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Old 10-29-2007, 10:52 AM   #1
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Outdoor lights with seasonal elec. run


Hi All,
I love this site!! and just want to thank everyone in advance for any help.

I have an outdoor electrical project which includes installing lights along my driveway, but I want to install a couple of elec. outlets for seasonal lighting & service to a motorhome (summertime only).

The run is about 150' long. I want to install 5 wires, in 3/4 conduit. to do this I will share the green and run thicker wire for the seasonal/motorhome supple.

Two Light runs;
1) Post lights (3); Use 12 guage green, White & Black 12 gauge. Hook up to existing switch at front door.

2) Seasonal/Motorhome hot service run; White & Black 10 guage, share green. Looking at the Intermatic heavy duty wall switch with timer. I want to use the 10 or 12 guage, I park a 40 foot motorhome and run electric to it. In the summer the rating for the motorhome is 30amp (although the A/C is supposed to cycle on and off -dont think this matters much)





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Old 10-29-2007, 11:26 AM   #2
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Outdoor lights with seasonal elec. run


What is the distance to the motorhome receptacle? Is it 120V or 240V? You may need to increase that wire size if you are all the way out at 150ft.

If you intend to share the grounding conductor, it must be sized for the largest conductor used (10ga if you use 10ga or 8ga for the 30A circuit).

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Old 10-29-2007, 12:34 PM   #3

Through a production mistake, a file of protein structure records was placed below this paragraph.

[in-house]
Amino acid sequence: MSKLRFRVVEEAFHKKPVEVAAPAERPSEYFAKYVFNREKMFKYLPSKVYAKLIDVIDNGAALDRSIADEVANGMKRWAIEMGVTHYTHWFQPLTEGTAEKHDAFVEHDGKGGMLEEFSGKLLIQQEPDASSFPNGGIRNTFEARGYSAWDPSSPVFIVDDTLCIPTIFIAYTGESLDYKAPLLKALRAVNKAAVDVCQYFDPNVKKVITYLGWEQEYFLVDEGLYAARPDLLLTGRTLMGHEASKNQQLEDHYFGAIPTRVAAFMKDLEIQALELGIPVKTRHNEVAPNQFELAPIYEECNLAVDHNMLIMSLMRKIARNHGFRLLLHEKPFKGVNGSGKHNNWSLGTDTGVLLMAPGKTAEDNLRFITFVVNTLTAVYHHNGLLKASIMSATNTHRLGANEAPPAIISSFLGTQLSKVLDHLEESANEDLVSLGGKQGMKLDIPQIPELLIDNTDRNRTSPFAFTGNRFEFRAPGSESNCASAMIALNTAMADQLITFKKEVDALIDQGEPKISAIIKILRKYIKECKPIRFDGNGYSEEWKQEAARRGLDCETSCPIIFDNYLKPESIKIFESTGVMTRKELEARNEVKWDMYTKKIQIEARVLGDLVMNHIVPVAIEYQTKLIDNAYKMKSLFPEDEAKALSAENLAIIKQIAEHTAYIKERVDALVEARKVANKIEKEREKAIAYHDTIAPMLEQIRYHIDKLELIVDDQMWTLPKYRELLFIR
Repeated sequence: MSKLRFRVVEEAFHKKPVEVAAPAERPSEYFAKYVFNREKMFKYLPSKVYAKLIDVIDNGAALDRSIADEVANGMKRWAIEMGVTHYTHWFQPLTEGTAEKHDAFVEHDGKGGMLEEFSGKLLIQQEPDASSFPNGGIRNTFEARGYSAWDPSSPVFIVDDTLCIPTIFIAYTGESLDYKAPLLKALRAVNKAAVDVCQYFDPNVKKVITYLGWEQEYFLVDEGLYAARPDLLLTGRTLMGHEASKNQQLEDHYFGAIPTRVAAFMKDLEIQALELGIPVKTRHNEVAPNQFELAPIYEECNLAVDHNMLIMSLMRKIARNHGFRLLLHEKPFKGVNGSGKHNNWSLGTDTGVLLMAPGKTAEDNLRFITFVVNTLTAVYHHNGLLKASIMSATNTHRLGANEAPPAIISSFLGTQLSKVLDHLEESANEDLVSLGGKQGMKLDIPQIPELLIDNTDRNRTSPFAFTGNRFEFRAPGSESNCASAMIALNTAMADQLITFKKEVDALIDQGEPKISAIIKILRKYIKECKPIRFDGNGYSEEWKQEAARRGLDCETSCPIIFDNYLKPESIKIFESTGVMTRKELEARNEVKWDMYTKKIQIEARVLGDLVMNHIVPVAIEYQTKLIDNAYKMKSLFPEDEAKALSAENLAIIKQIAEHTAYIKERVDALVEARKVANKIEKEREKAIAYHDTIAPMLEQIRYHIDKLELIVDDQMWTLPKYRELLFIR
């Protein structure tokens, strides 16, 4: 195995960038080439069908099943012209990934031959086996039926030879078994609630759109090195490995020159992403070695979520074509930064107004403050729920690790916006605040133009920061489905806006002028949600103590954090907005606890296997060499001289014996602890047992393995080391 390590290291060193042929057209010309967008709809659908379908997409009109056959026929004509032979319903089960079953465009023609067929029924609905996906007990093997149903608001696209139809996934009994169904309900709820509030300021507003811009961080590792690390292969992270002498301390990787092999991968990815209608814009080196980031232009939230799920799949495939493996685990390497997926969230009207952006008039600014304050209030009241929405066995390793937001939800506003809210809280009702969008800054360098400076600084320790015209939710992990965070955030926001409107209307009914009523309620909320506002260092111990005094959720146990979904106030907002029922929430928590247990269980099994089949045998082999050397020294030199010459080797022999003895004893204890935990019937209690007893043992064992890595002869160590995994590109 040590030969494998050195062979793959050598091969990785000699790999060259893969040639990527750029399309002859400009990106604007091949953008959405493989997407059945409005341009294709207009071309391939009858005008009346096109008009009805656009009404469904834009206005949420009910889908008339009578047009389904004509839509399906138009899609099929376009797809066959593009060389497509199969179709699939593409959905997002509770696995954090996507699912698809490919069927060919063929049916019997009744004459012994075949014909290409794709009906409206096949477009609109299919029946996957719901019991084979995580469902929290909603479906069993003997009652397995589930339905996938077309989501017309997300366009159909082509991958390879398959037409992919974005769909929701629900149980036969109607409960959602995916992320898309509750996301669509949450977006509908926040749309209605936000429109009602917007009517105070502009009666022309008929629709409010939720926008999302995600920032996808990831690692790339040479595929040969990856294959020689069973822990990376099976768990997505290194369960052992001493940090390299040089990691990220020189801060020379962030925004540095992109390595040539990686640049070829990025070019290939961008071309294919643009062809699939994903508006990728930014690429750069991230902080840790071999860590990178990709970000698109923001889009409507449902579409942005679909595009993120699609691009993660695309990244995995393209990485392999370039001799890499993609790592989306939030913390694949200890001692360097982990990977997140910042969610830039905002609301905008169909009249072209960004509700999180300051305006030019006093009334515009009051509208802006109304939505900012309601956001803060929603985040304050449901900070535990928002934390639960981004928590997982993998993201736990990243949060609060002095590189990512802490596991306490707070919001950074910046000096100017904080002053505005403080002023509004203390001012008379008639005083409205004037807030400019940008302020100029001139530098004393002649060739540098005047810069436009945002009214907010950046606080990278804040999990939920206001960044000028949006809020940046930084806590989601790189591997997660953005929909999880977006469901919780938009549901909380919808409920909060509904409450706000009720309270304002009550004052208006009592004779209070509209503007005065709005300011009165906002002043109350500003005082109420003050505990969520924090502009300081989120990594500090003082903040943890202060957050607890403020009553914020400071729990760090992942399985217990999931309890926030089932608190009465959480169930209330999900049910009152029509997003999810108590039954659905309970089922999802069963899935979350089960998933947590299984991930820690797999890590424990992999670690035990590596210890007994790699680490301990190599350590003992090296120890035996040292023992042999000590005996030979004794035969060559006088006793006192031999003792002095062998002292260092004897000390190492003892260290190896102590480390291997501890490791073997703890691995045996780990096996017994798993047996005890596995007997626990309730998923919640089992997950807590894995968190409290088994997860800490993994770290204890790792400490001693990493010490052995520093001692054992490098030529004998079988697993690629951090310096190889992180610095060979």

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Outdoor lights with seasonal elec. run


Hi HH,

WELL, the distance is 150' to the motorhome. As for service we normally get 120V service, especially while traveling and hook up a conditioner/breaker between us and the service. I have been running a very heavy 100' extension cord from the clossest outlet (upped the breaker in the box) for the existing setup. Didnt consider 220v, I would need to make a call on this.

i plan on buy stranded wire, and with that last comment should I use 8 guage for the motore home and 10 or 12 for the lamp posts?

Glad you cleared up the grounding flaw
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Old 10-29-2007, 12:47 PM   #4
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Outdoor lights with seasonal elec. run


The lighting circuit should be fine at 12ga. I would bump the size for the 30A circuit to 8ga and use a 10ga grounding wire, which can be shared. If the motorhome requires 120V, then that is what you have to provide.
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Old 10-29-2007, 12:58 PM   #5
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Outdoor lights with seasonal elec. run


Quote:
Originally Posted by Digger01 View Post
I have been running a very heavy 100' extension cord from the clossest outlet (upped the breaker in the box) for the existing setup.
This sounds dangerous. Did you replace a 15 or 20A breaker with a 30A breaker, without increasing the wire size to that outlet? If so, the 12 or 14 gauge wire supplying that closest outlet is in danger of overheating and starting a fire! I'd fix that immediately, even if it means no power for the RV until you have the new line installed.

I believe you want to use THWN wire for your underground conduit application.
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Old 10-29-2007, 12:58 PM   #6
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Outdoor lights with seasonal elec. run